Sincere revelations by Fanny Ardant

Fanny Ardant spends three happy days in Minsk, presenting Obsessive Rhythms at Listapad Film Festival

Fanny Ardant spends three happy days in Minsk, presenting Obsessive Rhythms at Listapad Film Festival

Fanny Ardant spends three happy days in Minsk, presenting Obsessive Rhythms at Listapad Film Festival


At her press conference, actress Fanny answered questions freely, chatting about ‘l’amour’ in her beautiful French accent.  All the men present fell a little in love with her. She adores Minsk and hopes to soon return. Fanny loves her work as a director and enjoys Russian literature and music. She also appreciates men’s ability to love.


Fanny Ardant at Listapad Festival

Answering the question as to whether her name helps her to find finances for her directorial experiments, Fanny smiled and spoke in Russian — for the first time during the conference: ‘No’.

She gestured coquettishly and everyone accepted that as a negation, “You know, this was tricky, as I’m not a salesperson. When, for the first time, I had to negotiate with rich people to fund my picture, I was asked: ‘What’s the age of your film’s audience?’ I was embarrassed, as I had no answer. With this in mind, I shoot my films with modest budgets; each member of our production team —actors, operators and decorators — views this as magic. Like craftsmen, they try to do their job perfectly. My films are hand made.”

Why did you decide to shoot a story about unhappy love? Margo — in Obsessive Rhythms — loves, but is unhappy.

Margo doesn’t notice that her love is dying. My first work as a director, ‘Ashes and Blood’, narrated the start of her love. Now, ‘Obsessive Rhythms’ details its end. The beginning of a love story is always blindly passionate. Our eyes only open when the feeling fades. I’ve always been fond of love stories in books. As a teenager, I read almost all works of Russian literature on the theme of unhappy love. I’ve always loved Anna Karenina more than Madame Bovary.

Is it coincidental that Margo is played by Asia Argento, who resembles you?

It’s most probably a subconscious choice. I’m rather insistent and probably dwell on certain ideas. The single conclusion I’ve come to is that there are no answers as to why love comes and leaves.

As an actress, you worked with such giants as Francois Truffaut, Alain Resnais, Franco Zeffirelli and Francois Ozon. Have they pushed you as a director?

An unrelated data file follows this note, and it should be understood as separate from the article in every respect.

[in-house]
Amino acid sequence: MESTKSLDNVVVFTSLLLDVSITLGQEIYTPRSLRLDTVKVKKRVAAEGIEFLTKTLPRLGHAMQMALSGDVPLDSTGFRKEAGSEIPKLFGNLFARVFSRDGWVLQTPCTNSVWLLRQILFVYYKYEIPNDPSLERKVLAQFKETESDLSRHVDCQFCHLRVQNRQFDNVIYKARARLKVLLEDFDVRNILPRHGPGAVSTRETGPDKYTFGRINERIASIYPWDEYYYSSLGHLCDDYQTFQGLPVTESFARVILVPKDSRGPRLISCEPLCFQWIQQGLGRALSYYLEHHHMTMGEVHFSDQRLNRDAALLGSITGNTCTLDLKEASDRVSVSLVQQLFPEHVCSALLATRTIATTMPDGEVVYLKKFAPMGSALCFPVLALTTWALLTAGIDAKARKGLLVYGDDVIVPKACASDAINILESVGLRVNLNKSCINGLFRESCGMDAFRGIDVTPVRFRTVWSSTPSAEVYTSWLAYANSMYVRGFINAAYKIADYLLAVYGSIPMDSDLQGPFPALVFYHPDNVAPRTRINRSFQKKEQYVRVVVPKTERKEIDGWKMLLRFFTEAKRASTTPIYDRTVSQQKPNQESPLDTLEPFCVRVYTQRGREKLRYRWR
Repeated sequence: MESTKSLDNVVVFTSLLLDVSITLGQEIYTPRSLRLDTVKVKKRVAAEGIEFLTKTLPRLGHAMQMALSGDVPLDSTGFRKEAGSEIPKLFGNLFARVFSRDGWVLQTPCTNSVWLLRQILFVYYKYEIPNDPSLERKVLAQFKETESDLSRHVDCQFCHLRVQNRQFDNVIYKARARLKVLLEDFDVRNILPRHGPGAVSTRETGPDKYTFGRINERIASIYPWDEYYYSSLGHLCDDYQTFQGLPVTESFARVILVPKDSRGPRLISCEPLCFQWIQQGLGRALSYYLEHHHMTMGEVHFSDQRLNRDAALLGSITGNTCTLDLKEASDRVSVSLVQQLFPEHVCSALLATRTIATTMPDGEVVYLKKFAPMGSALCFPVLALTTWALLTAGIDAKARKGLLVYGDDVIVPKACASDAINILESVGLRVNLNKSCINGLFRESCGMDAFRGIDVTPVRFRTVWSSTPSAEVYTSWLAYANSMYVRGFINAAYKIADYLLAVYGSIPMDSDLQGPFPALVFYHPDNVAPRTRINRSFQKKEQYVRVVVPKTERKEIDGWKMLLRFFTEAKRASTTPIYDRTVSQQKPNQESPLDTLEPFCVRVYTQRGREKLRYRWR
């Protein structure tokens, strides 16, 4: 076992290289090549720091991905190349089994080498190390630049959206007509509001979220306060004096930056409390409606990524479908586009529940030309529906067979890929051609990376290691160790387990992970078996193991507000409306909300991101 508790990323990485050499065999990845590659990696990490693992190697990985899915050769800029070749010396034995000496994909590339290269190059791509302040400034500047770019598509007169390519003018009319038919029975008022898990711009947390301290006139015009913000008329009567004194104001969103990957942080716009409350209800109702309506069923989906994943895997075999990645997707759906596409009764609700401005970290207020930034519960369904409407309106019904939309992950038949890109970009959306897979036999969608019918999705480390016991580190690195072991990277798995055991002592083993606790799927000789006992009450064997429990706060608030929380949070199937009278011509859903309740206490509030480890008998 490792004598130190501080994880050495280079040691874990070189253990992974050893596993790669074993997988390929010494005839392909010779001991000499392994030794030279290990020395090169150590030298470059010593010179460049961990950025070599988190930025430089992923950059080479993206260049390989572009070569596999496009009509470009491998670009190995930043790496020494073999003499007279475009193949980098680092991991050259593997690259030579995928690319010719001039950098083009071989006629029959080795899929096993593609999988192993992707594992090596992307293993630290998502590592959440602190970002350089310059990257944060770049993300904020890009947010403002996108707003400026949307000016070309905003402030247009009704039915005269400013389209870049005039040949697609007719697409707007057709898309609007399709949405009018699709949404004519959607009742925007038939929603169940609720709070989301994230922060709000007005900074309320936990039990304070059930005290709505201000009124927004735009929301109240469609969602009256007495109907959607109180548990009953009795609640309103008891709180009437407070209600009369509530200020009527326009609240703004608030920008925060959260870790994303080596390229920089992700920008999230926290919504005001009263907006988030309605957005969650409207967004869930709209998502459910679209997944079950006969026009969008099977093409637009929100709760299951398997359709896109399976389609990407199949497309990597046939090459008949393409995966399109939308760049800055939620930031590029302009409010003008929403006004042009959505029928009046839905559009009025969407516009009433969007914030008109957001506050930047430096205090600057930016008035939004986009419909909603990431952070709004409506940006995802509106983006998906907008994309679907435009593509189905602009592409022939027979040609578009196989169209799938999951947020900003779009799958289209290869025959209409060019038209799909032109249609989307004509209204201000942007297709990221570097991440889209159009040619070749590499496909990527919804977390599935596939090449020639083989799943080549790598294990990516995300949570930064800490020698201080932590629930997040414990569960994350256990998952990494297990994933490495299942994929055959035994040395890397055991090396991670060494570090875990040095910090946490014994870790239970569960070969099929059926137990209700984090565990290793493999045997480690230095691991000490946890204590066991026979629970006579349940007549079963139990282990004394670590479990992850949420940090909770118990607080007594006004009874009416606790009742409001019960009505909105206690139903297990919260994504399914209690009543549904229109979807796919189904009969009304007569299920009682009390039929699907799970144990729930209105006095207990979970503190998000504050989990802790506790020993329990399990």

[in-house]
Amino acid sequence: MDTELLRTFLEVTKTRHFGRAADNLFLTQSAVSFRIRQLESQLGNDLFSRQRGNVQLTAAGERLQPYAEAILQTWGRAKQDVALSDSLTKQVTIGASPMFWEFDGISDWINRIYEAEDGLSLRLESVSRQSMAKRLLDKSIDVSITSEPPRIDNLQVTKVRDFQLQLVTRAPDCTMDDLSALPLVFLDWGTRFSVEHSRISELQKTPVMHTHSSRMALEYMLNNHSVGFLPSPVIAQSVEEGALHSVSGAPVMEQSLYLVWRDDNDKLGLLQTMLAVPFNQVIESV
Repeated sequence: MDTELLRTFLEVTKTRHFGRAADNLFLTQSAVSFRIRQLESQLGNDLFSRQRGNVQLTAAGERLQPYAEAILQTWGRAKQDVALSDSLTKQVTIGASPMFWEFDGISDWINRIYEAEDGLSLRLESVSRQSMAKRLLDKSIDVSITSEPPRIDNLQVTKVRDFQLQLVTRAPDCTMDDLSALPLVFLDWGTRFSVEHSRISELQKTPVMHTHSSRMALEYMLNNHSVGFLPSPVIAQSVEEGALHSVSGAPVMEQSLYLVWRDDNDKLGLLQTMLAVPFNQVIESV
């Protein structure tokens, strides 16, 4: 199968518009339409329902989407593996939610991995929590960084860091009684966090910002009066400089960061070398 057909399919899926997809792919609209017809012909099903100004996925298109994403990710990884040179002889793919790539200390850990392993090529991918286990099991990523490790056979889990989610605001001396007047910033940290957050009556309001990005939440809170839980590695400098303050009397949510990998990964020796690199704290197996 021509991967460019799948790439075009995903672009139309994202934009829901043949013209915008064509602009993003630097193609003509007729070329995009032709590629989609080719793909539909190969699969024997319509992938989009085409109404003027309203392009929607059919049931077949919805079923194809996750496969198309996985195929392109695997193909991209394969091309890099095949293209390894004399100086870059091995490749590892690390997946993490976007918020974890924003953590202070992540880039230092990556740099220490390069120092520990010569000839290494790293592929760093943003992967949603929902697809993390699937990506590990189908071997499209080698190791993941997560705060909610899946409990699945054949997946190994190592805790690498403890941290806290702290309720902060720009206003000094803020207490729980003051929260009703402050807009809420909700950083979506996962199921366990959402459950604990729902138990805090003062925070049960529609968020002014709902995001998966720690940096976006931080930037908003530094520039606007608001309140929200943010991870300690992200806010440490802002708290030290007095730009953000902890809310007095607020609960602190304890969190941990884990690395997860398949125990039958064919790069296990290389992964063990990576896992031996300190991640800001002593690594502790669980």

Probably, the greatest influence they’ve had on me has been their enthusiasm and energy; I’ve learnt from them. Each has their own unique style and particular view of the world and cinema. However, they’re also united by passion and a strong desire to work. I’ve always thought it a blessing to work as an actress or a director. It’s a divine gift to be cherished and enjoyed.

Why does Obsessive Rhythms take place in Italy rather than France?

I wanted to tell this story without any relation to a certain city. The film features few city views (streets or cars). When people are unhappy, they fail to notice such elements. Moreover, I’ve always loved how foreigners speak French with an accent. Words gain a unique melody. Among the actors, there is only one who is French — Gérard Depardieu. One of the major metaphors of the film is ‘to find oneself between a wolf and a dog’. In France, this phrase indicates twilight: the time when daylight ends and night has not yet fallen. It’s impossible to distinguish a dog from a wolf at this time. We each face a similar twilight when we lose something important in our pursuit of a mirage. Interestingly, French historians describe Stalin’s years with this metaphor.

Is Margo a sister of Truffaut’s The Woman Next Door?

Both burn their lives, being in love with love. They lack wisdom or a strategy to withstand reality. Only literary characters can live for love alone, such as Romeo and Juliet. In real life, love tends to pass — as in Pushkin’s ‘Eugene Onegin’. In ‘Anna Karenina’, when Vronsky is informed of Anna’s suicide, he’s sitting on a warm train, with terrible toothache, which matters more to him than the tragedy.

Do you love to write scripts?

Yes. I’m inclined to enjoy my own company, rather than seeking out the high life. I have only a few friends. Staying home alone, with my notebook, in which I write about my characters, is a true pleasure: like dating myself.

One thing I love about being a playwright and director is that you can inspire people to leave a film or a performance arguing as much as they do after a football match. I adore this.

By Victoria Popova
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